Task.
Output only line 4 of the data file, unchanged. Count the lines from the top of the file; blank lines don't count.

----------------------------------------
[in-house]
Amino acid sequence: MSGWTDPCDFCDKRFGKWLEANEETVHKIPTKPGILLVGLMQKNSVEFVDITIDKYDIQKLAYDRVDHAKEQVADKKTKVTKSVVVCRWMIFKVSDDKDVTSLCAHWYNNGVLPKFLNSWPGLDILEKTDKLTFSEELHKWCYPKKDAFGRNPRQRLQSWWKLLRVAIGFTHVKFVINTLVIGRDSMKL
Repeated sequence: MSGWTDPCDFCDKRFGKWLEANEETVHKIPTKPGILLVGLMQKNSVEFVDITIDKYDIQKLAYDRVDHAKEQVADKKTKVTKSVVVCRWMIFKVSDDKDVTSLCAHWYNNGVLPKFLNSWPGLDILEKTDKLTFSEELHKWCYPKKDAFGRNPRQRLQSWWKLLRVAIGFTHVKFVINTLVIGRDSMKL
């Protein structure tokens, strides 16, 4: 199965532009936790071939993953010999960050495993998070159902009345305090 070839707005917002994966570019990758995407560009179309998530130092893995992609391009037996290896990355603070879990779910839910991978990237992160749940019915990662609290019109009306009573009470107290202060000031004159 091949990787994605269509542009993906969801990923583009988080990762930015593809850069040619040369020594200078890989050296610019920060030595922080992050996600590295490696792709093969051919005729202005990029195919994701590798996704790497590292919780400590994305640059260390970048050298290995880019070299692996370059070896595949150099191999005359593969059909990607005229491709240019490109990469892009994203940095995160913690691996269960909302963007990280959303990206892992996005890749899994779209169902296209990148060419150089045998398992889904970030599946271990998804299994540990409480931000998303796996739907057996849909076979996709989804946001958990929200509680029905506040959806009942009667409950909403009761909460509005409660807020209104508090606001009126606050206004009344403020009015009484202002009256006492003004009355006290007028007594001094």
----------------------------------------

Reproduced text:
């Protein structure tokens, strides 16, 4: 199965532009936790071939993953010999960050495993998070159902009345305090 070839707005917002994966570019990758995407560009179309998530130092893995992609391009037996290896990355603070879990779910839910991978990237992160749940019915990662609290019109009306009573009470107290202060000031004159 091949990787994605269509542009993906969801990923583009988080990762930015593809850069040619040369020594200078890989050296610019920060030595922080992050996600590295490696792709093969051919005729202005990029195919994701590798996704790497590292919780400590994305640059260390970048050298290995880019070299692996370059070896595949150099191999005359593969059909990607005229491709240019490109990469892009994203940095995160913690691996269960909302963007990280959303990206892992996005890749899994779209169902296209990148060419150089045998398992889904970030599946271990998804299994540990409480931000998303796996739907057996849909076979996709989804946001958990929200509680029905506040959806009942009667409950909403009761909460509005409660807020209104508090606001009126606050206004009344403020009015009484202002009256006492003004009355006290007028007594001094």